Luckily for Tobe, they let him go free after 2 hours. "They set me free because they caught another pack of boys who were in a Venza car, but they didn't give me my money completely, they gave me 2,000 Naira for my transport," he says.

It's no news that thousands of Nigerian youth have witnessed incidents like Tobe's — many more worse than his. It's this helpless and seemingly unsolvable situation which prompted the #EndSARS protests. Sparked after a viral video of a man who was shot just because he was driving an SUV and was mistaken as a yahoo boy, the #EndSARS protests saw millions of young Nigerians across several states of the country come out of their homes and march against a system has killed unfathomable numbers of people for invalid or plain stupid reasons. The protests started on October 6th, 2020 and came to a seize after a tragedy struck on October 20th of the same year.

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Interview

Meet Uyi Omorogbe: TikTok's Resident Menace and Founder of Clothing Brand NASO

We spoke with the viral 'Annoying My African Parents' creator about online success and his upcoming brand collab with Converse.

TikTok sensation Uyi Omorogbe has figured out a way to get a laugh out of your African parents without a life lesson being attached to it. The Nigerian-American's account has amassed more than 3 million followers for doing something few of us are brave enough to even think about - annoying his very African, very tired parents.

Uyi's TikTok success came from a very well-thought-out, fearlessly millennial approach using the undeniable power of social media. After learning about the app and how quickly creators found audiences, he figured that creating videos while donning his own garments would garner attention to both his comedic talents, as well as his African-inspired clothing brand NASO. And he was absolutely correct. The 23-year old gained millions of followers within 10 months, and his audiences continue to grow as his brand and talents expand.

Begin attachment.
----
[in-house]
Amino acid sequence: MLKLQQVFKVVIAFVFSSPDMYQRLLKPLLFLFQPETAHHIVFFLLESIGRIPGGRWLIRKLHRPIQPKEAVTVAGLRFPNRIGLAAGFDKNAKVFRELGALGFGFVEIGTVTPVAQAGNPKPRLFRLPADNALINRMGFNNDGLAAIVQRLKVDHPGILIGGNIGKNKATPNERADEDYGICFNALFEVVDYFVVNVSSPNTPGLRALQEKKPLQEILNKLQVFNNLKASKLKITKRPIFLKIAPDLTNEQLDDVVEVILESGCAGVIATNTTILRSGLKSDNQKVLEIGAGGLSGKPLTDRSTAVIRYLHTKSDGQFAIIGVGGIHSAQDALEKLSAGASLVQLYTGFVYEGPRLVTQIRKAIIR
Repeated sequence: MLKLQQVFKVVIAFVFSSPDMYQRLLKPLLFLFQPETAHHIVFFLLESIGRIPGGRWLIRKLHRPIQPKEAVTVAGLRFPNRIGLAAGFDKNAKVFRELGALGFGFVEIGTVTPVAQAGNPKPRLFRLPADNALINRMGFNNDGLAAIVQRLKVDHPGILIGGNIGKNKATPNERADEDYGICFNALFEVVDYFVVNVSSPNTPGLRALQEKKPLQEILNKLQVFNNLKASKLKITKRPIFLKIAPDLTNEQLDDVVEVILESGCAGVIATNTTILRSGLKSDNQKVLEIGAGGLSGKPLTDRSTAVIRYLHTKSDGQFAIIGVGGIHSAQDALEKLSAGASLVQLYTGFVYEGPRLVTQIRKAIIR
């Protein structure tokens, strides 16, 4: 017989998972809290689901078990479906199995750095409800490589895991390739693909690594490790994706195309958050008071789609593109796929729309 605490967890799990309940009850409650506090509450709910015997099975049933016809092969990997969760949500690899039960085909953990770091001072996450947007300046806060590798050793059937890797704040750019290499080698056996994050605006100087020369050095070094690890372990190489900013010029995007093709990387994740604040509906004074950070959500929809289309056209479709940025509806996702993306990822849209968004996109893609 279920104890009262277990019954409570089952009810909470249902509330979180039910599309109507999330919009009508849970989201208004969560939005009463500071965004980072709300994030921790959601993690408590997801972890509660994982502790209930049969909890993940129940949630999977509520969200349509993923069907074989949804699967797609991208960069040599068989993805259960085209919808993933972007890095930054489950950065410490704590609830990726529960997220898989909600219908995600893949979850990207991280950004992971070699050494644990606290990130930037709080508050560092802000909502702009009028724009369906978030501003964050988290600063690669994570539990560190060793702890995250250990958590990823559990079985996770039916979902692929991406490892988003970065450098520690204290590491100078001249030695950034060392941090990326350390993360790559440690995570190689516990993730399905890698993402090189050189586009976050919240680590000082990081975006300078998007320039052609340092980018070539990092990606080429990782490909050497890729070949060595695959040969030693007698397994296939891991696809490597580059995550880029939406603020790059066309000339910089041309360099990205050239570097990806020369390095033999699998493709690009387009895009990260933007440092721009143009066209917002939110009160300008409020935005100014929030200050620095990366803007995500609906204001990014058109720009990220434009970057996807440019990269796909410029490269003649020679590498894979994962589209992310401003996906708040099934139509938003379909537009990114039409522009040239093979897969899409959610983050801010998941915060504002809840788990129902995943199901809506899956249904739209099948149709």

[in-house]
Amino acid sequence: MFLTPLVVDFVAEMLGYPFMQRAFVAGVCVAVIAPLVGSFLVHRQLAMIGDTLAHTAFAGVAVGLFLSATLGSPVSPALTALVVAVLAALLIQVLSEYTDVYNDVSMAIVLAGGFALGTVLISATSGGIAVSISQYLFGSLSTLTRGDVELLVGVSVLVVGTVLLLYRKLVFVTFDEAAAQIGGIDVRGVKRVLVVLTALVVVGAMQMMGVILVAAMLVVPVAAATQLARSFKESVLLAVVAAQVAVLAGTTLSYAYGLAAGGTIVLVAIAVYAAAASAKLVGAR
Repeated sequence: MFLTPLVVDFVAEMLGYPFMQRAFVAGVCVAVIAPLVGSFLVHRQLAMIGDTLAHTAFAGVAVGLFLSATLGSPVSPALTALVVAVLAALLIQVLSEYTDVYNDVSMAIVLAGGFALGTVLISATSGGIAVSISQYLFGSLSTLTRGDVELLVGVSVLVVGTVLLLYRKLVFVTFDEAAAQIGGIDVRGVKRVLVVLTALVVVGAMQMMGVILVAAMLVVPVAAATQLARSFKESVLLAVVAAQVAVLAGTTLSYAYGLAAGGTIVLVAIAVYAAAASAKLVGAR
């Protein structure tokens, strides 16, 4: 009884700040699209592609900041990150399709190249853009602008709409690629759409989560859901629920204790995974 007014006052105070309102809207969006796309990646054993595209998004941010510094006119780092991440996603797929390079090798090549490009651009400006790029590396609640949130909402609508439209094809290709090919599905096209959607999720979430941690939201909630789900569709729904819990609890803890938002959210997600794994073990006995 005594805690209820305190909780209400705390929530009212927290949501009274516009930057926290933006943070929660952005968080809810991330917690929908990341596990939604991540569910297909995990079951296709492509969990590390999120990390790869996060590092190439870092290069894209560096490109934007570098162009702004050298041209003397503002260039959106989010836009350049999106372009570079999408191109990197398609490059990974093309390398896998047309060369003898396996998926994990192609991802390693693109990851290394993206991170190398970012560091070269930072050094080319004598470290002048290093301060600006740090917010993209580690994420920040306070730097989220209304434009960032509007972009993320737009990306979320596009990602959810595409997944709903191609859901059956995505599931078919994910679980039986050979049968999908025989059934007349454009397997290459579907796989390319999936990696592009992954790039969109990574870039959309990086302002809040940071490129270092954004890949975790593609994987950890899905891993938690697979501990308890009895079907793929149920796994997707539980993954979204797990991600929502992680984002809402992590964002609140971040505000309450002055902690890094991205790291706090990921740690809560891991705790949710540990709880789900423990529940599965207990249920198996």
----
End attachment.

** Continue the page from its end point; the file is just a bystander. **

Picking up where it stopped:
Uyi launched NASO in 2019 as a way to pay homage to his Nigerian heritage and have that manifest through his clothing and style while being able to give back to and share his success with his family and community. NASO loosely translates to "That's right, well done" in Nigerian slang and the name certainly matches the vibe created through Uyi's company. The Colgate University grad always dreamed of giving back to his communities - both Nigerian and American - and created NASO with the hopes of being able to make tangible changes in education while sharing West African fashion with the world.

NASO built their first school in Urhokuosa village in 2019 (only a few months after starting the company), where his father was born and raised, and has plans for more ways to help develop and improve education within the West African nation, as well as neglected communities within the US.

We spoke with Uyi about his funny bone, building success with your family, and NASO's upcoming collaboration with Converse.

*This interview has been edited for length and clarity.